Featured Research

from universities, journals, and other organizations

Golfer's Yips May Be Movement Disorder

Date:
April 20, 2005
Source:
Mayo Clinic
Summary:
Yips -- a condition among some golfers that describes the inability to appropriately complete a golf stroke, usually during putting or chipping and worsening with anxiety -- may be a task-specific movement disorder similar to writer's cramp and musician's cramp, according to new research.

SCOTTSDALE, Ariz. -- Yips -- a condition among some golfers that describes the inability to appropriately complete a golf stroke, usually during putting or chipping and worsening with anxiety -- may be a task-specific movement disorder similar to writer's cramp and musician's cramp, according to research that will be presented at the American Academy of Neurology 57th Annual Meeting in Miami Beach, Fla., April 9 to 16.

For the study, researchers examined 20 male golfers, 10 with yips and 10 without. All study participants were evaluated in the laboratory using surface electromyography (EMG) testing to determine muscle activity. Participants were tested while sitting at rest, arms outstretched, and during handwriting; standing at rest, holding a putter at rest, and using their own putter to putt a total of 75 putts, varying from three, six, and eight feet. The golfers then rated the quality of their strokes, noting the number of putts made and the distance from the hole for missed putts.

"None of the golfers had any abnormal movements in the rest position, outstretched arms position, or while writing or standing holding the putter," said study co-author Charles H. Adler, M.D., Ph.D., of Mayo Clinic in Arizona.

"While only two of the golfers felt they had their yips in the lab, under all putting conditions, 50 percent of the golfers with yips had EMG evidence of co-contractions of muscles in the forearm just prior to the impact of the putter with the ball. The co-contractions were similar to those of task-specific dystonias -- or movement disorders -- such as writer's cramp and musician's cramp."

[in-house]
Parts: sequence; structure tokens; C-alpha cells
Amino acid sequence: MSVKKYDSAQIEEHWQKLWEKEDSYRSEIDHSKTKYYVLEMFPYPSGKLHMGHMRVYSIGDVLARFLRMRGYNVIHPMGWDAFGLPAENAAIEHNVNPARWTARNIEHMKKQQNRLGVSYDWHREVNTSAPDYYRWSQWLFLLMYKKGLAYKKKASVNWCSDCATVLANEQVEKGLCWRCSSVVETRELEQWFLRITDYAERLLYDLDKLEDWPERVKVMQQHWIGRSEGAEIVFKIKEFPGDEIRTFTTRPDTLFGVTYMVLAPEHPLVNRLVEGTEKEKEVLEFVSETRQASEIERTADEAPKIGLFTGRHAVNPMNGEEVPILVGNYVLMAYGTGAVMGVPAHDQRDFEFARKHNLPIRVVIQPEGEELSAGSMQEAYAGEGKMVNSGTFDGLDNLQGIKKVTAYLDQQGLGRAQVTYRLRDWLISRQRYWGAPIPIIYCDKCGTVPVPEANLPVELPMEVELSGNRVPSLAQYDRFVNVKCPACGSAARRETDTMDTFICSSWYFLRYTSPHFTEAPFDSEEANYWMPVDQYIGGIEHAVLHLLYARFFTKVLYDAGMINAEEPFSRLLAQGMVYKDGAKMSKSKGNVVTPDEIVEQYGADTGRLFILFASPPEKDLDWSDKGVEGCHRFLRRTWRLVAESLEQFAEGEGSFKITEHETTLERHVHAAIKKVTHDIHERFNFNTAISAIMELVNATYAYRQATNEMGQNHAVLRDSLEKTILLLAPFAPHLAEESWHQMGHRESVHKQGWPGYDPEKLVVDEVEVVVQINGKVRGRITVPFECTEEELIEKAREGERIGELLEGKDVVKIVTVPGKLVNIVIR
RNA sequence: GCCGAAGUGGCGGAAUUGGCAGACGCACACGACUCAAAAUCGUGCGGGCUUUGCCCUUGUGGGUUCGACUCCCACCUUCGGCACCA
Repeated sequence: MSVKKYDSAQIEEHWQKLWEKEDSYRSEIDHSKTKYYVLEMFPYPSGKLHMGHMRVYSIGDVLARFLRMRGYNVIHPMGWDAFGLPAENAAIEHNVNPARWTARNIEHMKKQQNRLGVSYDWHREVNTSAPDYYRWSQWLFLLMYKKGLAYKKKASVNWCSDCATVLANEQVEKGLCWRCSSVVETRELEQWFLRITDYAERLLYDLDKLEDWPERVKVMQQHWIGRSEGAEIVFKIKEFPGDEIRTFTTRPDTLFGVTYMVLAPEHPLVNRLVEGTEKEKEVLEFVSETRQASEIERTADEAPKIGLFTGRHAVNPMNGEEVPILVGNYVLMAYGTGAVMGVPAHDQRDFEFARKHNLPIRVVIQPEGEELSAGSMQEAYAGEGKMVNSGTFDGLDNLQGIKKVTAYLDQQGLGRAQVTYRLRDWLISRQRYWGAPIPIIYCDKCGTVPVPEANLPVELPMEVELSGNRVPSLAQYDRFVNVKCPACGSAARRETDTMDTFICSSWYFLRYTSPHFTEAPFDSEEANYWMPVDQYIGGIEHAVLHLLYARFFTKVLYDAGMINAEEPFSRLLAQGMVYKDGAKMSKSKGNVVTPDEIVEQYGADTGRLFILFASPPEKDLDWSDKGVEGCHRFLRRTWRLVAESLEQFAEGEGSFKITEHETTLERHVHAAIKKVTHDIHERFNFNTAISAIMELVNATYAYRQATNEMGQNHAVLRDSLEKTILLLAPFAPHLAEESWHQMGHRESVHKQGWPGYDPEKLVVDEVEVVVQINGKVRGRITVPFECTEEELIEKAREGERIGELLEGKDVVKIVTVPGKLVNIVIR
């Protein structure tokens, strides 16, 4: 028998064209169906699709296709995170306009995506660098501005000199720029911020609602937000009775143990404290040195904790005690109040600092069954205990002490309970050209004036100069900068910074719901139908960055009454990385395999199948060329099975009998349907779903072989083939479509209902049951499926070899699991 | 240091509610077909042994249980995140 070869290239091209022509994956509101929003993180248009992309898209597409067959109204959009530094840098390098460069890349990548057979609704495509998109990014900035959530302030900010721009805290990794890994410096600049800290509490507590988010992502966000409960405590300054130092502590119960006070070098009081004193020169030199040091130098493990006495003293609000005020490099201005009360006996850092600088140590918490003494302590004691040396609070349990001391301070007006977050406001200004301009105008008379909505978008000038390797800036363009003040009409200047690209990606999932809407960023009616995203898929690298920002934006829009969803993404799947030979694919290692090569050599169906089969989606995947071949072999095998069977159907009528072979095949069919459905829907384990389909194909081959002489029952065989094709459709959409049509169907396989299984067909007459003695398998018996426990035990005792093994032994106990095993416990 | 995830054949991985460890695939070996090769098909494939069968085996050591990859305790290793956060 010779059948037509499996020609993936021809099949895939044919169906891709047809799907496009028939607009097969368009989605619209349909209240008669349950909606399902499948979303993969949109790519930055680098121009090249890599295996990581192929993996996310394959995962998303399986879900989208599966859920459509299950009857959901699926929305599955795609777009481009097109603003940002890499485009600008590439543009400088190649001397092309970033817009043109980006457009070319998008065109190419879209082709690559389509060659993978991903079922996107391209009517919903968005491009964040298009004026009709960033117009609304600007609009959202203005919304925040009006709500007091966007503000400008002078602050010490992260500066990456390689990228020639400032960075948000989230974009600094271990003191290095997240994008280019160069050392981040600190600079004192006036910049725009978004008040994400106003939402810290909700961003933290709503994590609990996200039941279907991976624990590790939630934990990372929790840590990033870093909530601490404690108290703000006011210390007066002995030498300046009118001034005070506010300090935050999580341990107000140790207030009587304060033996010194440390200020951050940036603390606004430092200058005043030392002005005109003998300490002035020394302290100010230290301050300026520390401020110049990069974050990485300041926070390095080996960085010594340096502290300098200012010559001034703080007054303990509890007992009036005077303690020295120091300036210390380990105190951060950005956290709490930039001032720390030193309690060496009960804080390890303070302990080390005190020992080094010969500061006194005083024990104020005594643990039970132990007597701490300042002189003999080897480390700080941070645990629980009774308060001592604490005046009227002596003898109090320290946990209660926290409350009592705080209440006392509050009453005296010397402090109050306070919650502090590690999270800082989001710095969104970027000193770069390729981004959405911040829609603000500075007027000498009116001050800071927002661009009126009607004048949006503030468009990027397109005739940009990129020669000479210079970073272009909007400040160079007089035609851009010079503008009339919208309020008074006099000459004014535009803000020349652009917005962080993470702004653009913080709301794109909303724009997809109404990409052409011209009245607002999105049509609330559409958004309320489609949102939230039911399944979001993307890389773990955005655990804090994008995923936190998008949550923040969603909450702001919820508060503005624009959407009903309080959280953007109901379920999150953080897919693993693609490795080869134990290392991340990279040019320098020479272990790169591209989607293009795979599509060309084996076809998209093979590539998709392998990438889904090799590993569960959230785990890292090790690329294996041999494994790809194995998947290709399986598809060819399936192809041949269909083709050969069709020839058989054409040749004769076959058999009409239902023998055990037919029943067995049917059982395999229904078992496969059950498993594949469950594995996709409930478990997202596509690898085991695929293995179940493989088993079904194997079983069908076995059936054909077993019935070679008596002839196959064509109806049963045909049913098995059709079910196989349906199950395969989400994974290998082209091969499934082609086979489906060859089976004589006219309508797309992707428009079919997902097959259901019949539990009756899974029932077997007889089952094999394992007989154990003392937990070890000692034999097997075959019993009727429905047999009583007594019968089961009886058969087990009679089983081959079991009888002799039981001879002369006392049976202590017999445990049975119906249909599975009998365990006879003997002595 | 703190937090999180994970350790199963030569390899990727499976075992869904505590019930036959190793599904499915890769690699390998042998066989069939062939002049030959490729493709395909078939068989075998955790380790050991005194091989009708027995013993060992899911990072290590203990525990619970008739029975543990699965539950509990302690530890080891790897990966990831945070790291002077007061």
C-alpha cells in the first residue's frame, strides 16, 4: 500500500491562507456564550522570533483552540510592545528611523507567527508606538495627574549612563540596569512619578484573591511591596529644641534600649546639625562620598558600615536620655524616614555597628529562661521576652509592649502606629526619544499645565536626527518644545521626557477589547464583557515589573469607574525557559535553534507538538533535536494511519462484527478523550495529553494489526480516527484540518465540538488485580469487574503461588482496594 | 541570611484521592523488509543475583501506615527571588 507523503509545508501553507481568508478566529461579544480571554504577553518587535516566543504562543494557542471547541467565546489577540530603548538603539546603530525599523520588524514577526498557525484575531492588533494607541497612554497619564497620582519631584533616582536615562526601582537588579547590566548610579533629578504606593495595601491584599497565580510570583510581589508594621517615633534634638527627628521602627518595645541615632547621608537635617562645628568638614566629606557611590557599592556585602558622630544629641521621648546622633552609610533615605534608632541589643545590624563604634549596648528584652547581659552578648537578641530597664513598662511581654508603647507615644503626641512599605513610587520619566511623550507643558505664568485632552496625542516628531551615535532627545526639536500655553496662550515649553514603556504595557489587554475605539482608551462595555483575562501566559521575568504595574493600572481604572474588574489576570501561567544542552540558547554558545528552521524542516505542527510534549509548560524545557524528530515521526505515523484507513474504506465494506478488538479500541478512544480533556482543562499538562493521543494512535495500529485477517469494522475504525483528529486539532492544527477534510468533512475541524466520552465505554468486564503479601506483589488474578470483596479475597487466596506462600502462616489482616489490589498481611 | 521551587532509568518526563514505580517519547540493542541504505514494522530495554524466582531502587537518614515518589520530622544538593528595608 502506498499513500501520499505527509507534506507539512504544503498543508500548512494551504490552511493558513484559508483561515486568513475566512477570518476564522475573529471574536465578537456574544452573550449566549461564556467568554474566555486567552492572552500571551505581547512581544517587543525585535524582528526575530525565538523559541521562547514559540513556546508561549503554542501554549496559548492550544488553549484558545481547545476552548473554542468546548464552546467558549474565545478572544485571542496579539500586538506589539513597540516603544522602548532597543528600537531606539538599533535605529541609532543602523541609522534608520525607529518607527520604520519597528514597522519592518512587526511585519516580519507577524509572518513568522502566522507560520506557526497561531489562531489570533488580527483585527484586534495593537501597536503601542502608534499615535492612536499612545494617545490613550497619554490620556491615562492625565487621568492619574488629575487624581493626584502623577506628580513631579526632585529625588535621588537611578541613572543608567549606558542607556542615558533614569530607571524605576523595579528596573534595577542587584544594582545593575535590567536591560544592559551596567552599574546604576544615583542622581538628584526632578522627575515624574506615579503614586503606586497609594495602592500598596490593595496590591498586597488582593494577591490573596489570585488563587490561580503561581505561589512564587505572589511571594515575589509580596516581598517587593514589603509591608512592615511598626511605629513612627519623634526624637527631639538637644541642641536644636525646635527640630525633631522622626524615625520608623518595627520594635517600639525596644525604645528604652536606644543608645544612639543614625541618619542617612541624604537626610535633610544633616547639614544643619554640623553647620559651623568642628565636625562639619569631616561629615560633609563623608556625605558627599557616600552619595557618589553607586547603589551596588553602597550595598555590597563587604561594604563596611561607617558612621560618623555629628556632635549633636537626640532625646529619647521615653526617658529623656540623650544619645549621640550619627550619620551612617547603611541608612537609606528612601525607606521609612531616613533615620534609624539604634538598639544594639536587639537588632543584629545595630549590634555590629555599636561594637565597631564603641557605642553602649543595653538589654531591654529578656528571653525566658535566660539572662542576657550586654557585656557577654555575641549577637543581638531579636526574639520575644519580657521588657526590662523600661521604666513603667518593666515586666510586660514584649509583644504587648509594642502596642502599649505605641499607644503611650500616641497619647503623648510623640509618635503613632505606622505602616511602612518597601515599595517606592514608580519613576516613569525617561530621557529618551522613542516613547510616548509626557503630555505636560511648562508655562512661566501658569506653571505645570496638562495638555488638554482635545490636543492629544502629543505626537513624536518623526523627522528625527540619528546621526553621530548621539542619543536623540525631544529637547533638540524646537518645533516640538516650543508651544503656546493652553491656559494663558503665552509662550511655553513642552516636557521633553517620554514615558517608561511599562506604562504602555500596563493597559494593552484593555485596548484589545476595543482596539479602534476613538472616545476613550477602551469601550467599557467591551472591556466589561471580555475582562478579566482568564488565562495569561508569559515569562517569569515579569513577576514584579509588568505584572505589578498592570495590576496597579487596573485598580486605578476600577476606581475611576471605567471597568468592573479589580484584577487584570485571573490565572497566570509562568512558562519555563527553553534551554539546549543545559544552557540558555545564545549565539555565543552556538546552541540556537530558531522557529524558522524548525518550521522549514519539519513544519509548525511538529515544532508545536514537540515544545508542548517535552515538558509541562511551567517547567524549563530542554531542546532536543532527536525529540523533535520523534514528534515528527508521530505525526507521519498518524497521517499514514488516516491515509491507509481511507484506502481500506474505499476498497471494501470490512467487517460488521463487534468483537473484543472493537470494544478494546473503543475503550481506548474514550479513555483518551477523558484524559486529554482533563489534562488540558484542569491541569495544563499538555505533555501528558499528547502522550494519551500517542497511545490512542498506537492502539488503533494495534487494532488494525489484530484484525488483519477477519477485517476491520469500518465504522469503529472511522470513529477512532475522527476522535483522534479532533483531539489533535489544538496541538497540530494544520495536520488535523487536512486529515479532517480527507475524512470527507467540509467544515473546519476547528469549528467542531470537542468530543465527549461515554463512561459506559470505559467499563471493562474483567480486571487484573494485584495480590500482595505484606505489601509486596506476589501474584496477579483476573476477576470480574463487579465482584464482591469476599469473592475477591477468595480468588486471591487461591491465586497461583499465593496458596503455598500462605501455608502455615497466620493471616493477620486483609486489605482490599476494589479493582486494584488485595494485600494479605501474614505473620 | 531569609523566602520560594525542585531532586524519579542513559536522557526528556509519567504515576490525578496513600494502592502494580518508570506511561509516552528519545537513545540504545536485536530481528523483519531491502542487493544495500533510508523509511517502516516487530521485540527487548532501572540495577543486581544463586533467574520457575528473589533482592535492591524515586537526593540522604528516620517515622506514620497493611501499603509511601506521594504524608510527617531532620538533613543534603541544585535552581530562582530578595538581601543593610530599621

None of the golfers without yips had evidence co-contraction.

A trend revealed that the five golfers with yips who had co-contractions were older, had higher current and best previous handicaps, and had yips for fewer years than the other five with yips who did not have the co-contractions. There was also a trend for those five golfers with yips to make fewer putts and have a greater degree of error in missing the putts.

The study was funded by the Mayo Foundation for Medical Research and Education.

The American Academy of Neurology, an association of more than 18,000 neurologists and neuroscience professionals, is dedicated to improving patient care through education and research. A neurologist is a doctor with specialized training in diagnosing, treating and managing disorders of the brain and nervous system such as Alzheimer's disease, epilepsy, multiple sclerosis, Parkinson's disease, and stroke. For more information, visit the American Academy of Neurology (http://www.aan.com/).


Story Source:

The above story is based on materials provided by Mayo Clinic. Note: Materials may be edited for content and length.